How can we support those with hearing impairments?
- Testing for a hearing impairment isn’t always straightforward. It’s not always easy to discover either. Be sensitive to the process and progress a person makes.
- Understand social isolation may occur due to communication struggles, and empathy is a skill anyone can give.
- Lip reading can be a skill, but not everyone can rely on it. Don’t assume they can simply read your lips. Also, struggle may be missed by those around someone who can lip read. It’s not an indicator that the problem has been solved.
- A person can mislead others by looking at context and clues when they are struggling to hear. Stigma may be a cause for this to continue rather than that person seeking help. Your openness and acceptance could make a difference.
- Hearing loss can be experienced differently for everyone. It can be either sounds aren’t loud or not clear enough according to Healthy Hearing.
- ALDS or Assisted Listening Devices can be helpful for the person. Hearing aids, if needed, should be encouraged rather than stigmatized.
- The Americans with Disabilities Act requires jobs to provide accommodations. If that person is afraid about his or her gaining employment, tell them this: Be an advocate for the ADA in general and become more educated on it.
- Awareness and education about the world may be stifled due to communication struggles and hearing impairment. Patience and persistence is what is needed to be a good ally.
- The basics of ASL are a good place to start, but learning it in general is beneficial for everyone.
Visual impairmentsAccording to Lumen Learning, visual impairments and blindness can be categorized as follows:
- Refraction- Blurred Vision
- Tunnel Vision- Loss of vision
- Sensitivity to Light
- Legal Blindness, visual acuity of 20/200 or less
- Low Vision- reads with magnifying lens
How can we support those with visual impairments?
- Watch for the signs. If someone is reading really closely, squinting, frequently blinking to make sense of what they see etc. can be signs of a visual impairment.
- Be aware, their symptoms may be rooted in another cause like a disease for example. Pay attention to all physical actions if out of the ordinary.
- Physical distance makes a difference. Placement of the individual matters in respect to what they are trying to read.
- Braille or other types of communication of information is necessary.
- Be aware of the ADA and accommodations.
Other types of disabilitiesThere are two types of disabilities, physical and invisible. An example of a physical disability is a hearing impairment where it affects the physical body. An invisible disability affects more the mind. It can be a mental health issue or a learning disabilities. However, there are similarities to how to help anyone with a disability.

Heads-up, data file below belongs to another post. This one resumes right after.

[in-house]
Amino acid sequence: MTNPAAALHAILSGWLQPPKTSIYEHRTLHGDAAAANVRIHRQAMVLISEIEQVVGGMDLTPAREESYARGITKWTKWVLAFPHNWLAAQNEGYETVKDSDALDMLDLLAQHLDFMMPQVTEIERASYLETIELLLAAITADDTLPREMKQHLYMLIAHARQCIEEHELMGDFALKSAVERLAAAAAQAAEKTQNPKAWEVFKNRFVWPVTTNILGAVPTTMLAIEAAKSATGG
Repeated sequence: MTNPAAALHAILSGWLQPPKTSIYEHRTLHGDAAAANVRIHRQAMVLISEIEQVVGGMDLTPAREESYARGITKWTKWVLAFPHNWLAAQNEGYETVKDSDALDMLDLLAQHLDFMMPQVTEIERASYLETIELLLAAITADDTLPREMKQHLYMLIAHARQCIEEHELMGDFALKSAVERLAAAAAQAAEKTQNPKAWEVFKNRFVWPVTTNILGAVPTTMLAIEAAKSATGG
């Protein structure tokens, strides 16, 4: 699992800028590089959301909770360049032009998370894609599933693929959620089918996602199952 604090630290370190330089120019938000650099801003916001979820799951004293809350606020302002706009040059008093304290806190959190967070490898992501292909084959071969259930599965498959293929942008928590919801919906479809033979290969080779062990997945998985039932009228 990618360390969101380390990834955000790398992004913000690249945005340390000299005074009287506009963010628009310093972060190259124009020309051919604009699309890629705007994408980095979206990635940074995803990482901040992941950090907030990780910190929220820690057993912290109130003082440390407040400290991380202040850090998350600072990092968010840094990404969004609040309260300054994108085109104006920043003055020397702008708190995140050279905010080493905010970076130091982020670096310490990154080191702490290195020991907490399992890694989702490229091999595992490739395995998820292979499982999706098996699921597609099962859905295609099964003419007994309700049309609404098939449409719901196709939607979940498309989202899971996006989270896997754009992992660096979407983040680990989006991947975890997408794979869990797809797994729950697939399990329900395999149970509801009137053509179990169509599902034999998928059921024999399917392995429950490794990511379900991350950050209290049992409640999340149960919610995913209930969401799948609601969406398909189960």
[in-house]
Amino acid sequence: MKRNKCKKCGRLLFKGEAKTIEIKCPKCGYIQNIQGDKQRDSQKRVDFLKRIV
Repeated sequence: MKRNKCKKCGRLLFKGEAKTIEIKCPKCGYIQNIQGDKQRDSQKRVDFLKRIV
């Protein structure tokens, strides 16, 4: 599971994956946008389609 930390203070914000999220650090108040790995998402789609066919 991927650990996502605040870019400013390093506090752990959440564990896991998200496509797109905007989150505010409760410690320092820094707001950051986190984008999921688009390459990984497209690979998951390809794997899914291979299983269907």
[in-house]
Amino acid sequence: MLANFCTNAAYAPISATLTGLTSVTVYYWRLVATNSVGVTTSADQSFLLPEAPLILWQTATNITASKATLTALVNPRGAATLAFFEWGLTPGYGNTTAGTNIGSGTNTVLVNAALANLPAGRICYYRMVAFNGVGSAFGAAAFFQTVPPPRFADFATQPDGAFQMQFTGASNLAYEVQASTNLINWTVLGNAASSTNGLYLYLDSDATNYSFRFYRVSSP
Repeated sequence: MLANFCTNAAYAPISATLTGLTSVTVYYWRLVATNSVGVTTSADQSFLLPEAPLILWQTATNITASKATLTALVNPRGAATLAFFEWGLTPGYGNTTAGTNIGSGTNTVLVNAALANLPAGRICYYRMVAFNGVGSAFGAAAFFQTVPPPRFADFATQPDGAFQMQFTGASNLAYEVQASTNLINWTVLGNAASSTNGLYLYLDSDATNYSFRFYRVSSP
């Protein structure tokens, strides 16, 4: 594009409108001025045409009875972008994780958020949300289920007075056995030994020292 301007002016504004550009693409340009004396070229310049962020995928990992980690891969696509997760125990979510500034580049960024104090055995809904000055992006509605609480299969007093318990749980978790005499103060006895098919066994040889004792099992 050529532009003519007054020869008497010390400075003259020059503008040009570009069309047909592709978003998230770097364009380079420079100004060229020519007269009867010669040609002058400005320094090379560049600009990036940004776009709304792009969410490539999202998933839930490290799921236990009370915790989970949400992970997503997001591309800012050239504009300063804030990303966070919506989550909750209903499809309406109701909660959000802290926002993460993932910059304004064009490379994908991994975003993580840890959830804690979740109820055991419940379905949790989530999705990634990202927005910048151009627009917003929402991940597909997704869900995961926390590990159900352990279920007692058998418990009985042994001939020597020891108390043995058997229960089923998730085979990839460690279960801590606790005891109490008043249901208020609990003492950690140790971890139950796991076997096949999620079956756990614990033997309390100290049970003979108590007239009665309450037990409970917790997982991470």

Personal Anecdote:I struggled with math my whole life; my brain flip flopped numbers around almost like dyslexia. I would be counting money and go from $230 to $300 in the next second of counting. Something was wrong. It was the 3 that flipped in my mind. I would forget where I was and have to start over. I went through life able to retain math formulas short term; however, I could no longer do it in college. It took years later as an adult to get testing to learn I had dyscalculia, a math learning disability. And I didn’t get the help I needed until I realized stigma of a learning disability would not define me nor my intelligence. This is an example of an invisible disability. Don’t assume someone isn’t intelligent just because they struggle at a skill which comes naturally to you. I learned that I needed extra assistance when doing math, and that I just barely got good grades when I was in school. Here’s what I needed and how this can apply to anyone:
- A teacher once said to me in math class “You actually have to think in this class, Sarah.” No mention of learning disability ever came up on both sides.
- Shaming others for their struggles keep things undiagnosed, undiscovered. Assuming stupidity is the worst thing you could.
- Let someone go their own pace.
- Don’t overwhelm them with advocacy. If you want to help them, ask how they would like to be helped.
- Use your voice if you see something wrong. Do you know how many teachers I had that didn’t catch this? In first grade, I cried when I couldn’t get a math problem right. They assumed I was being dramatic, but it was really that overwhelming.